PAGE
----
A Las Vegas executive and his company were ordered by a federal judge to pay $584.4 million for running what the U.S. Securities and Exchange Commission called a Ponzi scheme that bilked thousands of investors, mainly from Japan.
In a decision on Tuesday, U.S. District Judge James Mahan in Las Vegas granted an SEC request that MRI International Inc and its owner, Edwin Fujinaga, be ordered to give up $544.4 million of illegal profit and interest, and to each pay a $20 million civil fine.
Mahan last Oct. 3 found the defendants liable for fraud over a scheme involving accounts receivable, which is money owed for goods or services already delivered.
The SEC accused the defendants of raising more than $813 million by promising to buy accounts receivable from medical companies at a discount and try to recoup the full value from insurers, while promising returns to investors that ranged from 6 percent to 10.32 percent.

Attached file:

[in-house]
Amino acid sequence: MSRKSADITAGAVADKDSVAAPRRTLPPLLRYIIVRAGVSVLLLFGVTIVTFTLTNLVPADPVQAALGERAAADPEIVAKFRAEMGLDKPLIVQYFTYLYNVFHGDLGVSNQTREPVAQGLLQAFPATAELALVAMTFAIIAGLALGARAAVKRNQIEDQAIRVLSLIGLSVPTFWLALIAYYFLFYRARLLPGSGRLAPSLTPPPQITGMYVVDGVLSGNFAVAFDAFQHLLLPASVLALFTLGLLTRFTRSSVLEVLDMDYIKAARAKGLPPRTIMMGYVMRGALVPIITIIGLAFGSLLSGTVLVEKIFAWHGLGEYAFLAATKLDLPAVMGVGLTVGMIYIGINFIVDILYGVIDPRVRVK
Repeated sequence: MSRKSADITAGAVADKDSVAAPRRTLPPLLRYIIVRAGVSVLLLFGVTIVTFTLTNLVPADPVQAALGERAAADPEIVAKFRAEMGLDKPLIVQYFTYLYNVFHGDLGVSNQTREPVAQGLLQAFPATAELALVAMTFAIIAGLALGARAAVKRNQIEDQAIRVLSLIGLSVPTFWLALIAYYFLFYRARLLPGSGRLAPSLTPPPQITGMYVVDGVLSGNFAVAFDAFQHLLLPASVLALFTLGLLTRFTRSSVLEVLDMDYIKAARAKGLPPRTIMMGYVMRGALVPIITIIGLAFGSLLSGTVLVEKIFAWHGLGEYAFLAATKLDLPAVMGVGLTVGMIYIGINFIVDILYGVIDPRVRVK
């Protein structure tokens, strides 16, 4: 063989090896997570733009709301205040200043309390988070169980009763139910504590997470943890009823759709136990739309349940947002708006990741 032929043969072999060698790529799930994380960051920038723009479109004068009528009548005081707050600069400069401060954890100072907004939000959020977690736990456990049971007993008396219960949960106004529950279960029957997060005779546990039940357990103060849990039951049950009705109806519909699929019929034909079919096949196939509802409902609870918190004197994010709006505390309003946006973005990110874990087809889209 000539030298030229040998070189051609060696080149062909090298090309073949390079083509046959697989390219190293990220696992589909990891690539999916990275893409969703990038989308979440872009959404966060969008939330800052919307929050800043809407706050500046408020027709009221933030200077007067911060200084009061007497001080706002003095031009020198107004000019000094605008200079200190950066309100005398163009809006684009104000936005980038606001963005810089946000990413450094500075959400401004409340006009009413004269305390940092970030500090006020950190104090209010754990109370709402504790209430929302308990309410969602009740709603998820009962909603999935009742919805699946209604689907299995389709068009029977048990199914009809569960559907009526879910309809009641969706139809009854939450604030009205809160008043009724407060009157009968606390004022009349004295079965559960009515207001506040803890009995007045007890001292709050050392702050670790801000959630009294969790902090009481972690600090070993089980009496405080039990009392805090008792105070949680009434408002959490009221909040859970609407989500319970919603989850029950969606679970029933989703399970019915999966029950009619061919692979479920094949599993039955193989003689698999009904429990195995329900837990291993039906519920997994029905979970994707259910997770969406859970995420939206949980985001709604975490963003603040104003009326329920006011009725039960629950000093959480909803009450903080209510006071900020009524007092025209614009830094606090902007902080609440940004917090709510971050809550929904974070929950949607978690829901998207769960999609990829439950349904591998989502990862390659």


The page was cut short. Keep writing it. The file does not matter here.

But the SEC said the defendants ran an “extensive and egregious Ponzi scheme” in which they used new money to repay older investors, and diverted funds to help Fujinaga afford luxury cars, credit card bills, alimony, child support, and homes in Las Vegas, Hawaii and Beverly Hills, California.
The SEC said Fujinaga and MRI had solicited money from 1998 to 2013, attracting more than 8,000 investors, including from Canada, Malaysia and New Zealand.
By May 2013, MRI had zero balances in the two bank accounts it maintained for investors, according to the regulator.
“Every investment that defendants received allowed them to facilitate their fraudulent scheme,” Mahan wrote on Tuesday.
It is unclear whether the judgment can be paid.
In a Dec. 22, 2014, court filing, the defendants’ lawyer Erick Ferran said MRI no longer exists, and Fujinaga “will likely soon face federal indictment.”
Ferran did not immediately respond on Wednesday to requests for comment.
The case is SEC v. Fujinaga et al, U.S. District Court, District of Nevada, No. 13-01658. (Reporting by Jonathan Stempel in New York; Editing by Leslie Adler)